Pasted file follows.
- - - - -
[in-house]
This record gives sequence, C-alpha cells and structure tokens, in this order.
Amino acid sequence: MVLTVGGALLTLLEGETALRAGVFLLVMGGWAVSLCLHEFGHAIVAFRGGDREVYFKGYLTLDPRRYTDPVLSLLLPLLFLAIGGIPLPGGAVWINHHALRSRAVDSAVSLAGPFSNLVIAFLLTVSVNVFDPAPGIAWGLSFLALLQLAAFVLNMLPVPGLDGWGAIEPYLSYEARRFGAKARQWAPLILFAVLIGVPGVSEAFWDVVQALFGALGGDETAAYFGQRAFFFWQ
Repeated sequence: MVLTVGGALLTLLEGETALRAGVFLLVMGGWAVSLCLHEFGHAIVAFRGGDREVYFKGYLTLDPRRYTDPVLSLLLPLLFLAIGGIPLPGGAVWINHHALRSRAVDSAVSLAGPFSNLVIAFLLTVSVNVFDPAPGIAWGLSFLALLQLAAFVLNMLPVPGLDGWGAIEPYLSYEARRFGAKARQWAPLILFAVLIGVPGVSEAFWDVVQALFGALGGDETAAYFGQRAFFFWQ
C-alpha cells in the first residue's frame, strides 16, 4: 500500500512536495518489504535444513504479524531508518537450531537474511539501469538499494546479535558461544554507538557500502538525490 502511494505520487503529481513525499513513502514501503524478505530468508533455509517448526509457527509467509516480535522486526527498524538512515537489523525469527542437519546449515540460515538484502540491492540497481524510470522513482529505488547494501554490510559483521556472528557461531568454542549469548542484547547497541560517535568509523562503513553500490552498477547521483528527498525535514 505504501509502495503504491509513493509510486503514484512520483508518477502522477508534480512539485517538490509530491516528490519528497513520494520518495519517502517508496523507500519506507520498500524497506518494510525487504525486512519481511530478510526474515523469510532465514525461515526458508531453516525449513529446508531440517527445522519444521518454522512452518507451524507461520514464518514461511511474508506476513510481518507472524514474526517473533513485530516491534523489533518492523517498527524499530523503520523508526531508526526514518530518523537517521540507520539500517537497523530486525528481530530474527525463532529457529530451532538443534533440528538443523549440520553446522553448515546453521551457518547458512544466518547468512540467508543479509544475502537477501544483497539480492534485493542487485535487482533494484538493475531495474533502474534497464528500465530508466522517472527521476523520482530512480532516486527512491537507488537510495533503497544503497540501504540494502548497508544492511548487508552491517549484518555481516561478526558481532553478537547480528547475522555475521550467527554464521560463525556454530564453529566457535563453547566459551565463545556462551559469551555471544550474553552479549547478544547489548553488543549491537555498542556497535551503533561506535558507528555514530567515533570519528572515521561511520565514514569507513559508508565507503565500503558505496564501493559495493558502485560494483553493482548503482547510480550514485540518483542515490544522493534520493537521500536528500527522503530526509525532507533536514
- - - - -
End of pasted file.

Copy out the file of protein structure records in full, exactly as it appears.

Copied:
[in-house]
This record gives sequence, C-alpha cells and structure tokens, in this order.
Amino acid sequence: MVLTVGGALLTLLEGETALRAGVFLLVMGGWAVSLCLHEFGHAIVAFRGGDREVYFKGYLTLDPRRYTDPVLSLLLPLLFLAIGGIPLPGGAVWINHHALRSRAVDSAVSLAGPFSNLVIAFLLTVSVNVFDPAPGIAWGLSFLALLQLAAFVLNMLPVPGLDGWGAIEPYLSYEARRFGAKARQWAPLILFAVLIGVPGVSEAFWDVVQALFGALGGDETAAYFGQRAFFFWQ
Repeated sequence: MVLTVGGALLTLLEGETALRAGVFLLVMGGWAVSLCLHEFGHAIVAFRGGDREVYFKGYLTLDPRRYTDPVLSLLLPLLFLAIGGIPLPGGAVWINHHALRSRAVDSAVSLAGPFSNLVIAFLLTVSVNVFDPAPGIAWGLSFLALLQLAAFVLNMLPVPGLDGWGAIEPYLSYEARRFGAKARQWAPLILFAVLIGVPGVSEAFWDVVQALFGALGGDETAAYFGQRAFFFWQ
C-alpha cells in the first residue's frame, strides 16, 4: 500500500512536495518489504535444513504479524531508518537450531537474511539501469538499494546479535558461544554507538557500502538525490 502511494505520487503529481513525499513513502514501503524478505530468508533455509517448526509457527509467509516480535522486526527498524538512515537489523525469527542437519546449515540460515538484502540491492540497481524510470522513482529505488547494501554490510559483521556472528557461531568454542549469548542484547547497541560517535568509523562503513553500490552498477547521483528527498525535514 505504501509502495503504491509513493509510486503514484512520483508518477502522477508534480512539485517538490509530491516528490519528497513520494520518495519517502517508496523507500519506507520498500524497506518494510525487504525486512519481511530478510526474515523469510532465514525461515526458508531453516525449513529446508531440517527445522519444521518454522512452518507451524507461520514464518514461511511474508506476513510481518507472524514474526517473533513485530516491534523489533518492523517498527524499530523503520523508526531508526526514518530518523537517521540507520539500517537497523530486525528481530530474527525463532529457529530451532538443534533440528538443523549440520553446522553448515546453521551457518547458512544466518547468512540467508543479509544475502537477501544483497539480492534485493542487485535487482533494484538493475531495474533502474534497464528500465530508466522517472527521476523520482530512480532516486527512491537507488537510495533503497544503497540501504540494502548497508544492511548487508552491517549484518555481516561478526558481532553478537547480528547475522555475521550467527554464521560463525556454530564453529566457535563453547566459551565463545556462551559469551555471544550474553552479549547478544547489548553488543549491537555498542556497535551503533561506535558507528555514530567515533570519528572515521561511520565514514569507513559508508565507503565500503558505496564501493559495493558502485560494483553493482548503482547510480550514485540518483542515490544522493534520493537521500536528500527522503530526509525532507533536514